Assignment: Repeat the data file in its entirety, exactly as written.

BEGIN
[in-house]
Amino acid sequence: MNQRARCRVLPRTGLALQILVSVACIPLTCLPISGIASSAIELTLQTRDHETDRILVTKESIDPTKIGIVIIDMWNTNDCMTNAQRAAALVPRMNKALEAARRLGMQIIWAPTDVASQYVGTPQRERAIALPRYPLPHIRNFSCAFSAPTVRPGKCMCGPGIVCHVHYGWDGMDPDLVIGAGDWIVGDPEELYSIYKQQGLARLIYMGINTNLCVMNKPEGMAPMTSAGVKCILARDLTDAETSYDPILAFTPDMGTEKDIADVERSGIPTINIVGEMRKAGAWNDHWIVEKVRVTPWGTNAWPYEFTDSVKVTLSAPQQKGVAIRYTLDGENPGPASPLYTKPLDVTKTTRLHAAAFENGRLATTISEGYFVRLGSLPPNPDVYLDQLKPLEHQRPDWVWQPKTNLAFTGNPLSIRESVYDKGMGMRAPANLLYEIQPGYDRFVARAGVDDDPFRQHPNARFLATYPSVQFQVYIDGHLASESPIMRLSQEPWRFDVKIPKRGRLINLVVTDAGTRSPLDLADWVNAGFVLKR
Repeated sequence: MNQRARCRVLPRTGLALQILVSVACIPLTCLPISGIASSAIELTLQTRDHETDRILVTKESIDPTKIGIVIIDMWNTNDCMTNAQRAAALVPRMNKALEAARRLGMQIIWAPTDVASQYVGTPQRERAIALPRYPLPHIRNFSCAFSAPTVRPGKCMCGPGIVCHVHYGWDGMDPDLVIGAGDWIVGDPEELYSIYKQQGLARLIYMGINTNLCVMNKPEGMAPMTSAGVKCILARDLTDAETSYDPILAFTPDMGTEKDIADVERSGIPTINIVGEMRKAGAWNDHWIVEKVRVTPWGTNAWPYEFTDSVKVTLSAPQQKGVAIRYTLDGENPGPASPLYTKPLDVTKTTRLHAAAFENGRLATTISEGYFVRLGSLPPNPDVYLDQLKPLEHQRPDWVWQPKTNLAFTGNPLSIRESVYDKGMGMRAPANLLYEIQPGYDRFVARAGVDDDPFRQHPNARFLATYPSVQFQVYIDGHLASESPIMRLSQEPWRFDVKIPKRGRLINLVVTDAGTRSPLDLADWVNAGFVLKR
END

[in-house]
Amino acid sequence: MNQRARCRVLPRTGLALQILVSVACIPLTCLPISGIASSAIELTLQTRDHETDRILVTKESIDPTKIGIVIIDMWNTNDCMTNAQRAAALVPRMNKALEAARRLGMQIIWAPTDVASQYVGTPQRERAIALPRYPLPHIRNFSCAFSAPTVRPGKCMCGPGIVCHVHYGWDGMDPDLVIGAGDWIVGDPEELYSIYKQQGLARLIYMGINTNLCVMNKPEGMAPMTSAGVKCILARDLTDAETSYDPILAFTPDMGTEKDIADVERSGIPTINIVGEMRKAGAWNDHWIVEKVRVTPWGTNAWPYEFTDSVKVTLSAPQQKGVAIRYTLDGENPGPASPLYTKPLDVTKTTRLHAAAFENGRLATTISEGYFVRLGSLPPNPDVYLDQLKPLEHQRPDWVWQPKTNLAFTGNPLSIRESVYDKGMGMRAPANLLYEIQPGYDRFVARAGVDDDPFRQHPNARFLATYPSVQFQVYIDGHLASESPIMRLSQEPWRFDVKIPKRGRLINLVVTDAGTRSPLDLADWVNAGFVLKR
Repeated sequence: MNQRARCRVLPRTGLALQILVSVACIPLTCLPISGIASSAIELTLQTRDHETDRILVTKESIDPTKIGIVIIDMWNTNDCMTNAQRAAALVPRMNKALEAARRLGMQIIWAPTDVASQYVGTPQRERAIALPRYPLPHIRNFSCAFSAPTVRPGKCMCGPGIVCHVHYGWDGMDPDLVIGAGDWIVGDPEELYSIYKQQGLARLIYMGINTNLCVMNKPEGMAPMTSAGVKCILARDLTDAETSYDPILAFTPDMGTEKDIADVERSGIPTINIVGEMRKAGAWNDHWIVEKVRVTPWGTNAWPYEFTDSVKVTLSAPQQKGVAIRYTLDGENPGPASPLYTKPLDVTKTTRLHAAAFENGRLATTISEGYFVRLGSLPPNPDVYLDQLKPLEHQRPDWVWQPKTNLAFTGNPLSIRESVYDKGMGMRAPANLLYEIQPGYDRFVARAGVDDDPFRQHPNARFLATYPSVQFQVYIDGHLASESPIMRLSQEPWRFDVKIPKRGRLINLVVTDAGTRSPLDLADWVNAGFVLKR